Lonely Planet Writer

See Georgia O’Keeffe’s Hawaii paintings among the plants that inspired them

Georgia O’Keeffe remains beloved for her evocative floral paintings and now fans of her work can see them among some of the plants that inspired her.

The New York Botanical Garden is hosting Georgia O’Keeffe: Visions of Hawai’i, an exhibition centred on the artist’s time in the Hawaiian Islands in 1939. Visitors will see a flower show that evokes the gardens and landscapes that inspired her while explaining Hawaii’s unique ecology and flora.

See the paintings of Georgia O’Keefe near the plants that inspired her. Image by NYBG

The exhibition will feature more than 15 original painting that have not been on display together in New York since they were debuted in 1940. The paintings come from a period when, in her 50s and already well-known, O’Keeffe was commissioned by the Hawaii Pineapple Company (now Dole) to create two paintings for advertisements. In total, she spent nine weeks there, producing more than 20 paintings of landscapes and her signature flowers.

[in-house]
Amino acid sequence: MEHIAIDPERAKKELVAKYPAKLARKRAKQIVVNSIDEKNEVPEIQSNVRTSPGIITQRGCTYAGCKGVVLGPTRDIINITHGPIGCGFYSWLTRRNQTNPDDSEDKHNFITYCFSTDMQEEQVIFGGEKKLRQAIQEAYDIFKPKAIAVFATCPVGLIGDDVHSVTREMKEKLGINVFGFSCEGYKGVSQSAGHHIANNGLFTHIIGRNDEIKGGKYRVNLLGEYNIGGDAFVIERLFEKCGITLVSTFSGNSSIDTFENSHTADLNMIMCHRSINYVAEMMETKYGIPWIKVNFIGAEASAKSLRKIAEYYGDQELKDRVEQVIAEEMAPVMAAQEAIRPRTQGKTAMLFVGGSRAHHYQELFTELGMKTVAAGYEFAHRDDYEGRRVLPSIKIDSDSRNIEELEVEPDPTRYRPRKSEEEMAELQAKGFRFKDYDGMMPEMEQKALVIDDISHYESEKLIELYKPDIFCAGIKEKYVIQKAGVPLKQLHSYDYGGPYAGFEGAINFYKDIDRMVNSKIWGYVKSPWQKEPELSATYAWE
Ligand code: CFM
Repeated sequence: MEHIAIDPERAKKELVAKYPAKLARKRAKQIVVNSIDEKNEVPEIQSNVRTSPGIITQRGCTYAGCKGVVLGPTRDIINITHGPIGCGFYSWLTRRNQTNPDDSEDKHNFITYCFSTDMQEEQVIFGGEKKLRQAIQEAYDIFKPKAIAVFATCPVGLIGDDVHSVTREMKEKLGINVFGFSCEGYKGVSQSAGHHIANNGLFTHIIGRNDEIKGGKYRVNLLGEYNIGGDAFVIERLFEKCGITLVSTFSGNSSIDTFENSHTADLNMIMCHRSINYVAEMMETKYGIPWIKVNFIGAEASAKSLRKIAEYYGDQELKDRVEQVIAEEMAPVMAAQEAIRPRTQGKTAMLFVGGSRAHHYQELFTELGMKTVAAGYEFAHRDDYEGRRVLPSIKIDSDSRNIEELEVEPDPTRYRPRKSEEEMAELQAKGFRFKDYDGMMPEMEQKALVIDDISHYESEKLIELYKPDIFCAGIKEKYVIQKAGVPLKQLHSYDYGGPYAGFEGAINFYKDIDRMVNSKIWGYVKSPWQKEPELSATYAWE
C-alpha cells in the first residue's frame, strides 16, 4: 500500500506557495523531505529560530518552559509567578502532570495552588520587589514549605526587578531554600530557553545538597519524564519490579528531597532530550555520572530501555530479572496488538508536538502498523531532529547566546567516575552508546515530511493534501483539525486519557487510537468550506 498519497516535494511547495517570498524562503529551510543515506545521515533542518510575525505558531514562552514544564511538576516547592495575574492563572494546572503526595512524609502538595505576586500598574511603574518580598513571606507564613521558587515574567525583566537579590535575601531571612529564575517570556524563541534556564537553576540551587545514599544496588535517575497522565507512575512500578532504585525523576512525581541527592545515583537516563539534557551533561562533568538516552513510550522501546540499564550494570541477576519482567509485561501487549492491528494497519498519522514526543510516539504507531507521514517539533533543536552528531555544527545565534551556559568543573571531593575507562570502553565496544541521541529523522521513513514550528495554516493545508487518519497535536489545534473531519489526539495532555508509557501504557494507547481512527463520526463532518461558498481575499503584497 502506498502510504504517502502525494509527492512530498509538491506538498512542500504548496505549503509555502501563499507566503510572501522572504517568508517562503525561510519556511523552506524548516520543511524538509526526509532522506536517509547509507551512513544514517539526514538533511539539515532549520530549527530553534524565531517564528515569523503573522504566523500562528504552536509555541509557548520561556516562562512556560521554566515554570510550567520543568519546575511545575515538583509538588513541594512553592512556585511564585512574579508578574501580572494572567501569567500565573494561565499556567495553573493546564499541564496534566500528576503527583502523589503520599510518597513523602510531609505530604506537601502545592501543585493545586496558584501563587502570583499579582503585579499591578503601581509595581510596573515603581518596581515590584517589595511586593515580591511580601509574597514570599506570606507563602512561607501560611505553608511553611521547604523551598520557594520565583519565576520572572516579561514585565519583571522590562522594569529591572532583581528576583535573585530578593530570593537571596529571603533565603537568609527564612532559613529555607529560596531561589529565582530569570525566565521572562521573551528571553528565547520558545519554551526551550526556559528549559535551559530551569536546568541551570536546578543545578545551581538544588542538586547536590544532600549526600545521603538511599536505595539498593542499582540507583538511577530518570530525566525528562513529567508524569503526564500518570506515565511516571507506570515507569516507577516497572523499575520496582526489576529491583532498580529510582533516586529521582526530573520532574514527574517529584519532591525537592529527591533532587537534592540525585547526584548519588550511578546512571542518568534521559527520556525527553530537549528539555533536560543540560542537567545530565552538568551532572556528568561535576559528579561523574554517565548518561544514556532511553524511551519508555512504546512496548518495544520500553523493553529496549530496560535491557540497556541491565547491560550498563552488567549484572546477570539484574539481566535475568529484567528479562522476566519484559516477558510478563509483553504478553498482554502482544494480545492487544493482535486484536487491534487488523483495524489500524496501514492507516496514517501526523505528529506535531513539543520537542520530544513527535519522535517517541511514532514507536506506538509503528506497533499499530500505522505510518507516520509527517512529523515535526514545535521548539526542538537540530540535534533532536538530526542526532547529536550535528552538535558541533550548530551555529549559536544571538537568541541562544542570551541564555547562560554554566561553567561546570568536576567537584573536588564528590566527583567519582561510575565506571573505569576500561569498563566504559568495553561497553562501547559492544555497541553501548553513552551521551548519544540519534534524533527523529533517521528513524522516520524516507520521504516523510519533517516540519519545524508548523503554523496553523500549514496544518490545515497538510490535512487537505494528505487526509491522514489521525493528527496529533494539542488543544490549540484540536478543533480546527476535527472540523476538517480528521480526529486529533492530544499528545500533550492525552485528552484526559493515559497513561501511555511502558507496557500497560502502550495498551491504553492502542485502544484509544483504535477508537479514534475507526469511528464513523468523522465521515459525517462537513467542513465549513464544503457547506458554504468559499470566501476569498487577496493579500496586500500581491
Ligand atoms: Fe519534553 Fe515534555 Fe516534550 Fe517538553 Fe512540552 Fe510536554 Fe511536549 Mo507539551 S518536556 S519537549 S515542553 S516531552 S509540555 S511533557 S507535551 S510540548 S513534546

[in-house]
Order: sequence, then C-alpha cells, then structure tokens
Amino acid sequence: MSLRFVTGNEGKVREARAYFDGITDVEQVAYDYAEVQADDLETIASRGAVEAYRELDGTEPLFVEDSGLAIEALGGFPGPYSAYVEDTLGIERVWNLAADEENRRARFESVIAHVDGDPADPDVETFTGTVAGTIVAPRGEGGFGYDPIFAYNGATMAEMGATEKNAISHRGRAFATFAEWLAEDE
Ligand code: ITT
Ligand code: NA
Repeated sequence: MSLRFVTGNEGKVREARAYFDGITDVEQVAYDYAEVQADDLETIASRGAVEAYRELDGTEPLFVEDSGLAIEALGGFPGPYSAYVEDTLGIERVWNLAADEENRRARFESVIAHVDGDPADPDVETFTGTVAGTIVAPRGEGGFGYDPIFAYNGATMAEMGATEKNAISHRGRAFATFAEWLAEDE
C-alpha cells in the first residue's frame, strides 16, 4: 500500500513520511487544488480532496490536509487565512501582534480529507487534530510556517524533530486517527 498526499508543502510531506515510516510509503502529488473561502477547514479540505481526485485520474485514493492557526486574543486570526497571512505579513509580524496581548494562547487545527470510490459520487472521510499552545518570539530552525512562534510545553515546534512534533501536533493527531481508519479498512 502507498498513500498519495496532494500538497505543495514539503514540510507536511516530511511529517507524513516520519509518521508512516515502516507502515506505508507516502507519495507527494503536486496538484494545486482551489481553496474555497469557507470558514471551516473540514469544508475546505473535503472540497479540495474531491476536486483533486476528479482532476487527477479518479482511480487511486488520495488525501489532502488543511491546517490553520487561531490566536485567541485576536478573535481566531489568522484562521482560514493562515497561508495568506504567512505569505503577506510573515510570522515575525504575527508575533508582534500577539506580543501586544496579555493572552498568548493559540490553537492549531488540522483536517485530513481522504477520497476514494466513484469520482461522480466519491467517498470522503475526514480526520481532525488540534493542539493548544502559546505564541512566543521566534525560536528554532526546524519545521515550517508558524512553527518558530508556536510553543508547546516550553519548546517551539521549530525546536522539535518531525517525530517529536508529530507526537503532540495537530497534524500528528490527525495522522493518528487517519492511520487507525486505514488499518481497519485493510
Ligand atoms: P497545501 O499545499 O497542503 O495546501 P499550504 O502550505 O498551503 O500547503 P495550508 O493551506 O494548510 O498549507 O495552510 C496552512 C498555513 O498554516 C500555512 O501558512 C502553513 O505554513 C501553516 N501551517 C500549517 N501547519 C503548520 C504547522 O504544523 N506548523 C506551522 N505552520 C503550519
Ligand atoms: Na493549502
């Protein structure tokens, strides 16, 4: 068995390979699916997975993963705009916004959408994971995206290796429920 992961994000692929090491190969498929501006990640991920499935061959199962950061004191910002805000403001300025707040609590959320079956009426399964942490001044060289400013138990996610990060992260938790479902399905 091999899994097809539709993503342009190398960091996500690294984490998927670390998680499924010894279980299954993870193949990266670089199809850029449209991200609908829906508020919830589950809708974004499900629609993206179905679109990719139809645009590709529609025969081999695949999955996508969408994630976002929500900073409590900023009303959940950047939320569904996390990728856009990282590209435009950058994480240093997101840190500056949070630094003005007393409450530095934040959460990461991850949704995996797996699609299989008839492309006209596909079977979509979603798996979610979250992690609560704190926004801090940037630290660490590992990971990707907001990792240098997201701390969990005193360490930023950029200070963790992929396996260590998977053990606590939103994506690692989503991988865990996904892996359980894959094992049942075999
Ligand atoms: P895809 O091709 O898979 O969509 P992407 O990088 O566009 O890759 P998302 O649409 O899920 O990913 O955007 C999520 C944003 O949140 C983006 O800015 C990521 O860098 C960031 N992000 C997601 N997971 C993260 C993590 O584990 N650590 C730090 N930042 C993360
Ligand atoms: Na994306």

While florals are associated strongly with O’Keeffe, she was also very famous for her paintings from her time in New Mexico. Her period in Hawaii is less known, but the exhibition will go on to explore “the enduring cultural impact of mid-century perceptions of Hawaii, and the ecological complexity of the Hawaiian Islands – one of the most biologically diverse places on Earth – hidden behind O’Keeffe’s depictions,” according to the botanical gardens.

See the paintings of Georgia O’Keefe near the plants that inspired her. Image by NYBG

A conservatory filled with the beautiful plants of Hawaii will let visitors learn about the importance of native plants to the culture, as well as the current threats to their existence. Just as O’Keeffe drew her inspiration from the flowers, visitors will be able to see plants like frangipani, bougainvillea, heliconia and hibiscus. Then they can head to the gardens’ art gallery to see the paintings that were created from her time there. If you want to soak up Hawaiian culture but can’t afford a trip, there will also be evening programs centred on the subject, as well as live music, performances of hula, and artisan demonstrations of lei and poi making.

Learn more about the exhibition here.